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Ennahda and Haniyeh: A Model of Cooperation to Come?

Jeremy Farrell January 30, 2012
At the beginning of this January 2012 the newly elected Ennahda – the Islamist party

which was saw widespread support for its platform in the October 23rd elections – invited the Palestinian leader Ismail Haniyeh to Tunis for an official governmental visit. While the most outwardly significant development of this trip was the welcome that Hinnayah received at the Carthage International Airport, a greeting marred by chants of “Killing Jews is an obligation” from some present, to the dismay of the wider Tunisian public, the visit caused a rift between Ennahda and other members of the temporary ruling coalition. There are further policy implications for such a visit which will prove integral to understanding Ennahda’s policy of governance in the still active transitional period.
Tunis as a state actor has for more than 50 years been a staunch ally of the Palestinian cause. Former president Habib Bourguiba was among the first Arab leaders to call (PDF) for the declaration of an independent Palestinian state in 1965. The PLO and Yasser Arafat made the country's capital their headquarters beginning in 1982 and remained for 10 years, despite an attempt on Arafat's life as a part of Operation Wooden Leg in 1985. The country also sheltered Khalil al-Wazir (better known by his patronymic Abu Jihad) who was a main architect of the First Intifada before his assasination in 1988. The Ben Ali regime's support, though tepid 1 compared to other Arab states, was ongoing throughout that period. His successor President Moncef al-Markzouki has taken a stronger stand and publicly offered his support to Palestinian human rights causes; likewise, acting Speaker of the Tunisian Constituent Assembly Mustafa Ben Jafar’s comments during the visit of Riyadh Melki, the Palestinian Authority’s Minister of Foreign Affairs who was invited by liberal elements of the Tunisian government in response to Ennahda’s hosting Haniyeh, shed light on a turn in these relations:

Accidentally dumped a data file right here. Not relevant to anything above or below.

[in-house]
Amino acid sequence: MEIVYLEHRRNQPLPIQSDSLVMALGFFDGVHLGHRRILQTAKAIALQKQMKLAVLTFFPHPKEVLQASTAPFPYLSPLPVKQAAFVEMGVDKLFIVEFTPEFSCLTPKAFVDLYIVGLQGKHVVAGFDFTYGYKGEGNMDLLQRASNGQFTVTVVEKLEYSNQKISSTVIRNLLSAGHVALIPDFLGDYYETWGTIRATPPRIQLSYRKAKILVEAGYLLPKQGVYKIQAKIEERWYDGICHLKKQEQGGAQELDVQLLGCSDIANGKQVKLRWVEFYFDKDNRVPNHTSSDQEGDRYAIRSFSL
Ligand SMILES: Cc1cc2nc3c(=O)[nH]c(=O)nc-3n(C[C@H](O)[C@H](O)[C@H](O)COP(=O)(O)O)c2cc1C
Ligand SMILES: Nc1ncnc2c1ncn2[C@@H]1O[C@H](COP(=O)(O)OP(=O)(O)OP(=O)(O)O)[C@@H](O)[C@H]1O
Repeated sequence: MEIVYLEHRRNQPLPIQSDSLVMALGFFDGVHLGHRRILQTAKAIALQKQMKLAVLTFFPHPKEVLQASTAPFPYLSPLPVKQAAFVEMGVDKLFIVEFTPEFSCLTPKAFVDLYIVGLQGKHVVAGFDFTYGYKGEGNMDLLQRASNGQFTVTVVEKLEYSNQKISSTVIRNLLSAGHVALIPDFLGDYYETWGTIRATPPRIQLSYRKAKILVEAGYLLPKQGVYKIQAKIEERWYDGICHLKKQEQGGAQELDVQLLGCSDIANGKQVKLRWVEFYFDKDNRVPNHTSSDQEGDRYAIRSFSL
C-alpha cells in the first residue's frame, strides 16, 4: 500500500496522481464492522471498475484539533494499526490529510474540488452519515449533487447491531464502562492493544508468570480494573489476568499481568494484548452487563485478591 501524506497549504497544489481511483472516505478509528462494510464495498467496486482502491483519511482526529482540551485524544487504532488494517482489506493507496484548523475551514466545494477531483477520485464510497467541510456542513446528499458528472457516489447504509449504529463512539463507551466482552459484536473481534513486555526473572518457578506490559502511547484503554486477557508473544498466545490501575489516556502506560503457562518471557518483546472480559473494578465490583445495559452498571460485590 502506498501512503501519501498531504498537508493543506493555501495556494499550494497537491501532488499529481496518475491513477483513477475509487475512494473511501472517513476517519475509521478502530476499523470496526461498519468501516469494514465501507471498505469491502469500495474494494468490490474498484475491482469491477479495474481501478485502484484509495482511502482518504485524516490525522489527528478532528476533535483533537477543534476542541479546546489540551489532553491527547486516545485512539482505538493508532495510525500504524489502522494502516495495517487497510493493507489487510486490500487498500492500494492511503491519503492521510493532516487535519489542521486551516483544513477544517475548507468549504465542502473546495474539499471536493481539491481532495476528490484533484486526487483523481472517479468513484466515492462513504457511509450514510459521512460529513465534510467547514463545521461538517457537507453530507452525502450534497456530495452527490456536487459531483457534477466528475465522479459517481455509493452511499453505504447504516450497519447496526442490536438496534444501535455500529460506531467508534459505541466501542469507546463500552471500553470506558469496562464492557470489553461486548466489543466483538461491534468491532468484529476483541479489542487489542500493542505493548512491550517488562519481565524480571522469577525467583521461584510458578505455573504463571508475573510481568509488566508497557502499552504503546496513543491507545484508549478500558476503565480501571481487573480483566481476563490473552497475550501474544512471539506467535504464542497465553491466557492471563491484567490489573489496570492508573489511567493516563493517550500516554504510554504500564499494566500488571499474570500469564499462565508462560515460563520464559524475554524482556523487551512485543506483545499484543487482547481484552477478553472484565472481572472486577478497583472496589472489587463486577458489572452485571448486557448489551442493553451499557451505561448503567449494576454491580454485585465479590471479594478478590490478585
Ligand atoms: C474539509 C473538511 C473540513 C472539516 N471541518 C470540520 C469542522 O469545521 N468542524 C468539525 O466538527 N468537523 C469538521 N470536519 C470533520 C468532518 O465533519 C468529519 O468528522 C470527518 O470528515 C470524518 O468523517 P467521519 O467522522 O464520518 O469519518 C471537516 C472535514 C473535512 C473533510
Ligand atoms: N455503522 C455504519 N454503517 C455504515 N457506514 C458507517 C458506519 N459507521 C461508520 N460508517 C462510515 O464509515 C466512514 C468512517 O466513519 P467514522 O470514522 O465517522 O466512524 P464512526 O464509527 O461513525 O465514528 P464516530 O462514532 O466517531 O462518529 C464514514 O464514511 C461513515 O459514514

“ Ben Jaafer noted that achieving Palestinian unity – referring to the rift between Palestinian political representation in the Gaza Strip and the West Bank – is essential before progress can be made in resolving the plight the Palestinian people face.”
It is exactly this type of split that informs a reading of Ennahda’s policy going forward. Haniyeh, the Prime Minister chosen by Hamas after the 2006 elections in the Gaza Strip, has been a divisive political figure in Palestinian politics, though also a religious symbol to rally around thanks to his connections to Hamas’ spiritual authority, Sheikh Ahmad Yassin. Following a three-year prison term in Israel, he was exiled to Lebanon. After ascending to the role of Prime Minister a falling-out with Abbas cost him legitimacy but not his position, from where he continues to cast a long shadow over Hamas policy. The rift that developed between him and Abbas has resisted all attempts at reconciliation, despite especially vociferous protestations from Haniyeh’s side that he is open to talks and Fatah’s equally stringent condemnations of Haniyeh’s Middle East tour.